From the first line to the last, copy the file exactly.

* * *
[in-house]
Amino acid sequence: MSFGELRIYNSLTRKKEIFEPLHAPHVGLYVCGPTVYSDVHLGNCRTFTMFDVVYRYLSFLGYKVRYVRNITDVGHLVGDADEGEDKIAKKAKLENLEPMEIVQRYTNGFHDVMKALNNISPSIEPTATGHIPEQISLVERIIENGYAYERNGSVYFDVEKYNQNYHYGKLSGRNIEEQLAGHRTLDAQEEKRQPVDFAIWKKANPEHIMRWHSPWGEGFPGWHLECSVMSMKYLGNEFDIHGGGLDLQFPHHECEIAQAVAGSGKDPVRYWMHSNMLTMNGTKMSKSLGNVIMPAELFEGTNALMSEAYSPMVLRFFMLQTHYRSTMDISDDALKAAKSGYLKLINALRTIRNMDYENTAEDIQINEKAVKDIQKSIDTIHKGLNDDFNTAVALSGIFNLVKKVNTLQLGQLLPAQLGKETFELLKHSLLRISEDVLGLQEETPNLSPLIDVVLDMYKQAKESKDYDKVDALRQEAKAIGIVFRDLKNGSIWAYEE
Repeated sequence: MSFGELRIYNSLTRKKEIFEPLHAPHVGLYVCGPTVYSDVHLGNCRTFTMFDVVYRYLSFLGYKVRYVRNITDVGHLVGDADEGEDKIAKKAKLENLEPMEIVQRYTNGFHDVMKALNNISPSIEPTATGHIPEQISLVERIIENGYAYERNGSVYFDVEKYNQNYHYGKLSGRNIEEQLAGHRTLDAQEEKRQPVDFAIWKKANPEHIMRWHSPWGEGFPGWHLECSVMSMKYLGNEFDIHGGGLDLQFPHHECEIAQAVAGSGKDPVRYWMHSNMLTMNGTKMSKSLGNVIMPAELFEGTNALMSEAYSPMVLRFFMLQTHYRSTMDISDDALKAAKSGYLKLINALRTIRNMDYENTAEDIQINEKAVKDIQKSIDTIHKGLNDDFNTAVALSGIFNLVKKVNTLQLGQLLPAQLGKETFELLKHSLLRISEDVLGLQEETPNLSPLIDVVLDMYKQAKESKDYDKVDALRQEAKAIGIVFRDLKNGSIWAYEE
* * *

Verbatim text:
[in-house]
Amino acid sequence: MSFGELRIYNSLTRKKEIFEPLHAPHVGLYVCGPTVYSDVHLGNCRTFTMFDVVYRYLSFLGYKVRYVRNITDVGHLVGDADEGEDKIAKKAKLENLEPMEIVQRYTNGFHDVMKALNNISPSIEPTATGHIPEQISLVERIIENGYAYERNGSVYFDVEKYNQNYHYGKLSGRNIEEQLAGHRTLDAQEEKRQPVDFAIWKKANPEHIMRWHSPWGEGFPGWHLECSVMSMKYLGNEFDIHGGGLDLQFPHHECEIAQAVAGSGKDPVRYWMHSNMLTMNGTKMSKSLGNVIMPAELFEGTNALMSEAYSPMVLRFFMLQTHYRSTMDISDDALKAAKSGYLKLINALRTIRNMDYENTAEDIQINEKAVKDIQKSIDTIHKGLNDDFNTAVALSGIFNLVKKVNTLQLGQLLPAQLGKETFELLKHSLLRISEDVLGLQEETPNLSPLIDVVLDMYKQAKESKDYDKVDALRQEAKAIGIVFRDLKNGSIWAYEE
Repeated sequence: MSFGELRIYNSLTRKKEIFEPLHAPHVGLYVCGPTVYSDVHLGNCRTFTMFDVVYRYLSFLGYKVRYVRNITDVGHLVGDADEGEDKIAKKAKLENLEPMEIVQRYTNGFHDVMKALNNISPSIEPTATGHIPEQISLVERIIENGYAYERNGSVYFDVEKYNQNYHYGKLSGRNIEEQLAGHRTLDAQEEKRQPVDFAIWKKANPEHIMRWHSPWGEGFPGWHLECSVMSMKYLGNEFDIHGGGLDLQFPHHECEIAQAVAGSGKDPVRYWMHSNMLTMNGTKMSKSLGNVIMPAELFEGTNALMSEAYSPMVLRFFMLQTHYRSTMDISDDALKAAKSGYLKLINALRTIRNMDYENTAEDIQINEKAVKDIQKSIDTIHKGLNDDFNTAVALSGIFNLVKKVNTLQLGQLLPAQLGKETFELLKHSLLRISEDVLGLQEETPNLSPLIDVVLDMYKQAKESKDYDKVDALRQEAKAIGIVFRDLKNGSIWAYEE